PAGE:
Rodrigo Duterte has opened himself to lawsuits. 

Agreeing to something he does not fully understand is so stupid. Worse, he has allowed the country to potentially lose a strategic outpost to monitor and check Chinese activities in the disputed South China Sea.

Duterte may have committed an act of treason. If he was still in power, the “gentleman’s agreement” was a gross violation of the Constitution, an impeachable offense.

But he is still liable under the law for committing treacherous activities, which carries life imprisonment and a fine of 4 million pesos.

For a long time, China has accused the Philippines of reneging on a promise to remove a dilapidated naval transport stranded on a submerged shoal in the Spratly Islands and not to repair BRP Sierra Madre.

The Philippines denied this, of course. Former security officials and diplomats did not remember any verbal and written agreement about BRP Sierra Madre.

Last month, lawyer Harry Roque, former president Duterte’s former spokesman, revealed a “gentleman’s agreement” made by Duterte with Chinese leader Xi Jinping.

Roque’s statement sparked a debate until Duterte himself acknowledged he went into a verbal agreement in 2017.

Duterte’s confession raised more questions than answers to China’s accusations.

Why would Duterte agree on a status quo when there was already a status quo in the South China Sea based on the 2002 agreement between China and the 10 Southeast Asian nations on an informal code of conduct?

Why would Duterte agree not to repair BRP Sierra Madre when there’s a strong possibility it would collapse soon?

The World War II-vintage naval transport was deliberately beached 25 years ago on the submerged Second Thomas Shoal, or Ayungin Shoal, to prevent China from occupying more features closer to Palawan.

In 1995, China occupied the half-submerged Mischief Reef, or Panganiban Reef, less than three years after the US abandoned its two large overseas bases in Clark and Subic.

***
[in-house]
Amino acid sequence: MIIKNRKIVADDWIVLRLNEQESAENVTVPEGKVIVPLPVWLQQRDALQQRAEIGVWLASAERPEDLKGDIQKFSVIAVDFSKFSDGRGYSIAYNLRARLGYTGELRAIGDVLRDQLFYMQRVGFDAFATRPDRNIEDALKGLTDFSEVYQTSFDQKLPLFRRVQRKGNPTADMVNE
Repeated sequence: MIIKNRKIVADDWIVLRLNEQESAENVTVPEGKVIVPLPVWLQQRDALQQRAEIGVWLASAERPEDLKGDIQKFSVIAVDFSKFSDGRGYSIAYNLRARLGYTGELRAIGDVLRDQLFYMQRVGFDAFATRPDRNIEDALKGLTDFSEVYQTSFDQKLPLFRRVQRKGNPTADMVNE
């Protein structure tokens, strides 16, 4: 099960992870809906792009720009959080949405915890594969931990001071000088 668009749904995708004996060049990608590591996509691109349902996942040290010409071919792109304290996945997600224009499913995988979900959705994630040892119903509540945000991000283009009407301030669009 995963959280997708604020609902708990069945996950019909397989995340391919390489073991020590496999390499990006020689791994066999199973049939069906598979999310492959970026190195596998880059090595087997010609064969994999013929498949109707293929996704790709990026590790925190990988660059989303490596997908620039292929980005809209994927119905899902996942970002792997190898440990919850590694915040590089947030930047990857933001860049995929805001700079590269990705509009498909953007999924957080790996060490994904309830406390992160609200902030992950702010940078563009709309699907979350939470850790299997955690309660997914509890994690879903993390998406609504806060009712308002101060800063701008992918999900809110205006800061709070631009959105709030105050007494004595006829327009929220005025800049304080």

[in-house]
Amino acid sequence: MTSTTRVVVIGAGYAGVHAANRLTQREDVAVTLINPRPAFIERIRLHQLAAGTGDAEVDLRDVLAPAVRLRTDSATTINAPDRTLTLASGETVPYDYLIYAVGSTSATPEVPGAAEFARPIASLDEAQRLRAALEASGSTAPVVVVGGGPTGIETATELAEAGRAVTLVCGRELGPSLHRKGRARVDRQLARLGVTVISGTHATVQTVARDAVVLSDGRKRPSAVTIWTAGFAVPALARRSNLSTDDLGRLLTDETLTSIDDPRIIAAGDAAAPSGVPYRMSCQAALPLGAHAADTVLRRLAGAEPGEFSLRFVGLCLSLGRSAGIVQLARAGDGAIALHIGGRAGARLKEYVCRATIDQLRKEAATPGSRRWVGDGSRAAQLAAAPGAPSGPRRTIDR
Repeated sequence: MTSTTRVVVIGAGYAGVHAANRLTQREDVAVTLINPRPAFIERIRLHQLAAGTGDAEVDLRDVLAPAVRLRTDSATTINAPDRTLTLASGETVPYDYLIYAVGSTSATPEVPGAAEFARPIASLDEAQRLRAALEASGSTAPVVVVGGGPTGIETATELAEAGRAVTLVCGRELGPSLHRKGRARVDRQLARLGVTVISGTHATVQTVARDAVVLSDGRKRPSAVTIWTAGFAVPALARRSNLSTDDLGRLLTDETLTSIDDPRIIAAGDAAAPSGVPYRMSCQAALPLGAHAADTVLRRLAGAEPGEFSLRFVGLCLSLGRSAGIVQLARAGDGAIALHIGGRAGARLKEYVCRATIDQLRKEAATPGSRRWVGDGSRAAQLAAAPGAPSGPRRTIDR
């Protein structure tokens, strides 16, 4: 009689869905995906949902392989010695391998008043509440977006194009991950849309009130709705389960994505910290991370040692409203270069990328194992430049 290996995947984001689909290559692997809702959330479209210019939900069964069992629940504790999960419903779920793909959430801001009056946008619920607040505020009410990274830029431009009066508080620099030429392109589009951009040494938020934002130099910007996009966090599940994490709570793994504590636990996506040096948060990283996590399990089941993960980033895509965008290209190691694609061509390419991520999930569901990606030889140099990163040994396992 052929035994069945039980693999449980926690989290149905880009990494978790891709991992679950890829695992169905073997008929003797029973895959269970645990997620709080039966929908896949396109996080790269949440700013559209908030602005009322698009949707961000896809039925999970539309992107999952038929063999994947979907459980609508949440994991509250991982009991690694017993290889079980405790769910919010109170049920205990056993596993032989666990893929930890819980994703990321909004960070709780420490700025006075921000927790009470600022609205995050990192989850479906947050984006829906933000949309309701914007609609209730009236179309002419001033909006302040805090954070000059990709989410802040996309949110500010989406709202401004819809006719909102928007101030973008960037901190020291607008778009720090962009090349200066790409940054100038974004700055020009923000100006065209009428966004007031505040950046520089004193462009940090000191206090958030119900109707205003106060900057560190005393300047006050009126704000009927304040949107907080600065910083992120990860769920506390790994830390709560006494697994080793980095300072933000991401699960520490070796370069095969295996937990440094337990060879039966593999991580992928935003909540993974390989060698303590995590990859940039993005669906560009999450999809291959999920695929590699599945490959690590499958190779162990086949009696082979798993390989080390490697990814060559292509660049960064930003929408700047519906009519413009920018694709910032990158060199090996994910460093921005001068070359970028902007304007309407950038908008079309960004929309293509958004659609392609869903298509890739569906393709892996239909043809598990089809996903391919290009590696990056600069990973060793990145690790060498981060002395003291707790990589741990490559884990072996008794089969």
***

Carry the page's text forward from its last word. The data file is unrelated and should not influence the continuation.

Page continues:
There were indications Beijing would occupy more uninhabited features after Manila discovered concrete markers in the reefs, shoals, and atolls in the West Philippine Sea. They were removed by the Philippines, blasting them to preserve the status quo.

There was no need for an agreement to keep the status quo. The Philippines also has the right to repair BRP Sierra Madre under the 1982 United Nations Convention on the Law of the Sea because the vessel was within its 200 nautical mile exclusive economic zone.

China has been waiting for BRP Sierra Madre to collapse and seize Ayungin Shoal just like it did to Scarborough Shoal in 2012.

In case that scenario happens, the country will lose a strategic outpost. Why would Duterte allow that? Only the former president can answer that.

If he said he was unaware of what Ayungin Shoal was about when he verbally agreed with Xi Jinping, the Philippines has a serious problem.

The Philippines may have had a leader who was intoxicated by large doses of fentanyl that he was not in his right mind when dealing with another leader.

So who is the real drug dependent? Could it be Duterte, who was completely unaware of what he was agreeing to, or Marcos Jr., whom Duterte has been accusing or being an addict?

Would there be a legal remedy if there was a verbal agreement on BRP Sierra Madre?

It is not binding if there is no written record about the deal. It was a deal between Duterte and Xi, and Marcos is not obliged to honor it.

Is Duterte liable under the law if there is no proof of the deal? Lawyers may argue he still faces some liability because he admitted to it. His confession is an admission of guilt. Therefore, he is liable.

He should be prosecuted for treason.